- Certain chemicals, after ingestion, can be converted by the body into cyanide and cause cyanide poisoning. Most of these chemicals have been removed from the market, but some old artificial nail polish removers, solvents, and plastics manufacturing solutions can contain these substances.
- Cigarette smoke is the most common source of cyanide exposure for most people. Cyanide is naturally found in tobacco, and smokers can have more than 2.5 times the mean whole blood cyanide level of nonsmokers, though this is generally not enough to cause poisoning.
Those most at risk of cyanide poisoning are those who work in industries that use this chemical and people who intentionally try to kill themselves. Those who attempt suicide by using cyanide pills or capsules may believe it is a quick and painless death, however, cyanide burns the stomach and prevents the body from using oxygen, causing a painful death.
For most people, cyanide only causes poisoning if a fire occurs or if some of the compounds mentioned above are accidentally ingested.
When to Seek Medical Care for Cyanide Poisoning
If you or someone you know has ingested, inhaled or been exposed to cyanide, and you or the person has signs or symptoms, such as weakness, dizziness, trouble breathing, confusion, or seizure, you must immediately call an ambulance, the emergency response system in your area, or a poison control center. In the United States, the National Poison Control Center contact number is 1-800-222-1222.
It can be very difficult to determine if someone has been exposed to cyanide. If you are in doubt, it is always best to contact a health care professional. If the victim is not in danger, contact your local poison center for instructions.
- In the United States, you can find your local poison center at the American Association of Poison Control Centers. The U.S. National Poison Control Center phone number is 1-800-222-1222. This number is routed to the poison control center that serves your area. Place the telephone number (along with police, fire, and 911 or equivalent) near your home phones.
- Calling the National Poison Control Center, or the poison control center in your area would be appropriate for example, if the potential victim accidentally swallowed a few apricot pits or breathed in a little too much smoke during a bonfire.
- If the victim is unconscious, collapses, has a seizure, is acting confused, or feels short of breath this is a medical emergency, and your local emergency response system, 911, or an ambulance should be contacted immediately.
- In most cases, calling 911 and waiting for the ambulance to arrive is the best thing to do.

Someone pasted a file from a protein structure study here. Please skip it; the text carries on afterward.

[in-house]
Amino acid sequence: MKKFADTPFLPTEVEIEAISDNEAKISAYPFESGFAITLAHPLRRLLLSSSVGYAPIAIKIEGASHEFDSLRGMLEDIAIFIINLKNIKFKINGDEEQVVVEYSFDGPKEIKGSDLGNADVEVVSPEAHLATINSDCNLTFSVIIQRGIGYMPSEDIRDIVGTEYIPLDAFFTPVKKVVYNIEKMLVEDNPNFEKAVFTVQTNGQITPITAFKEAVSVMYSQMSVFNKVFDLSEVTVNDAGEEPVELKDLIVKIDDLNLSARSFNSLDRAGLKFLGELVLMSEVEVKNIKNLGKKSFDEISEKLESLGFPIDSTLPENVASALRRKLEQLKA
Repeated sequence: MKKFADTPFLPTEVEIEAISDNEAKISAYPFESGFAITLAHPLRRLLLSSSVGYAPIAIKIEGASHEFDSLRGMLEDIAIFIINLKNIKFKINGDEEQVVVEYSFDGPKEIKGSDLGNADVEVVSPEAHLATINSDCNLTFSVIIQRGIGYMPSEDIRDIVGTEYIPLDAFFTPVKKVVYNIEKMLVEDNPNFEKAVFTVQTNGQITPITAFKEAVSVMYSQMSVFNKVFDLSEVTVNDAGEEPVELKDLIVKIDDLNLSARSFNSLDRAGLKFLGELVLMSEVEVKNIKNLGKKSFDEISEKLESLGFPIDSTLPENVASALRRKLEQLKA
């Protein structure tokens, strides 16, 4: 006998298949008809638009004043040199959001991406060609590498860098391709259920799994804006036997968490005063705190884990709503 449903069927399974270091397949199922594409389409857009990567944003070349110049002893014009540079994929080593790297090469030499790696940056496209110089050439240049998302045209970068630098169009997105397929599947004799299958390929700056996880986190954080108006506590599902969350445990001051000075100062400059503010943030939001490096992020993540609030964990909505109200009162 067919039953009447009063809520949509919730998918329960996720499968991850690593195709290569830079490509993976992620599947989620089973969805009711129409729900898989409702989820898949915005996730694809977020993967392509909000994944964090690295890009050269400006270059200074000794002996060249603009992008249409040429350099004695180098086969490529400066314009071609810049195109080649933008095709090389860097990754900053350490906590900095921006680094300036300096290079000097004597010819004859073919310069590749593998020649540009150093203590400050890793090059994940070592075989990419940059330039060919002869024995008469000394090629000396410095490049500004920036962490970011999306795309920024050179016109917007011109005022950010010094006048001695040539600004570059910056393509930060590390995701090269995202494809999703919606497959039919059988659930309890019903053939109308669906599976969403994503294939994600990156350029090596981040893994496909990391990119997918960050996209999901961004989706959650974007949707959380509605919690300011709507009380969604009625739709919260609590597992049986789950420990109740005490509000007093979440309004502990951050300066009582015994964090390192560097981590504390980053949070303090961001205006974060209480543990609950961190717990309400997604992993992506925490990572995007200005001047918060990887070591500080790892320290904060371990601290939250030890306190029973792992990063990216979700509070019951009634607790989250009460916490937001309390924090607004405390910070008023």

- Do not induce vomiting or give syrup of Ipecac.
- Ipecac was formerly used to induce vomiting in poisoned patients where there was a chance to get the toxin out of the body. Several advisory bodies such as the American Association of Poison Control Centers and the American Academy of Pediatrics have recommended that Ipecac NOT be used and that it should not even be kept in the household. For more information on this subject go to: http://www.poison.org/prepared/ipecac.asp
- Do not give activated charcoal at home. Allow medical personnel to decide if this treatment is appropriate.
- The poison control center will provide instructions in regard to what action to take.
How Is Cyanide Poisoning Diagnosed?
Treatment in a hospital's emergency department will depend on the victim's level of illness.
- Cyanide poisoning is a treatable condition, and it can be cured if detected quickly and treatment is started immediately. Most people die because the diagnosis is not made quickly enough, or it is not considered from the start. Cyanide poisoning is rare, so the treating physician should be alerted of the possibility. This may be one of the most important things you can do to help the victim.
- If you are the rescuer, you will be asked questions about what happened to the victim. You will be asked if there were any bottles lying around, if the victim had any medical or psychiatric problems, and other details. Stay calm and answer the questions, because this is vital information necessary to care for the injured person.
- Blood tests, X-rays, and other procedures will be necessary to try to determine if cyanide poisoning has occurred, how bad the poisoning is, or if some other type of poisoning has occurred.
- The diagnostic test to detect cyanide takes hours to days to perform. Thus, the doctors will rely on a combination of what you tell them, what the victim looks like, and supporting laboratory data to decide the likelihood of actual cyanide exposure.
- A prototype diagnostic test for the detection of cyanide has been developed at South Dakota State University that can detect it within 70 seconds. More study is needed to determine accuracy and to develop a smaller device with replaceable cartridges.
Is There an Antidote Treatment for Cyanide Poisoning?
Depending on how sick the patient is, treatment will vary.
- If the patient is completely unconscious, all attempts will be made to save the person's life. A variety of invasive measures may need to be performed on the patient in order to closely monitor and evaluate the person.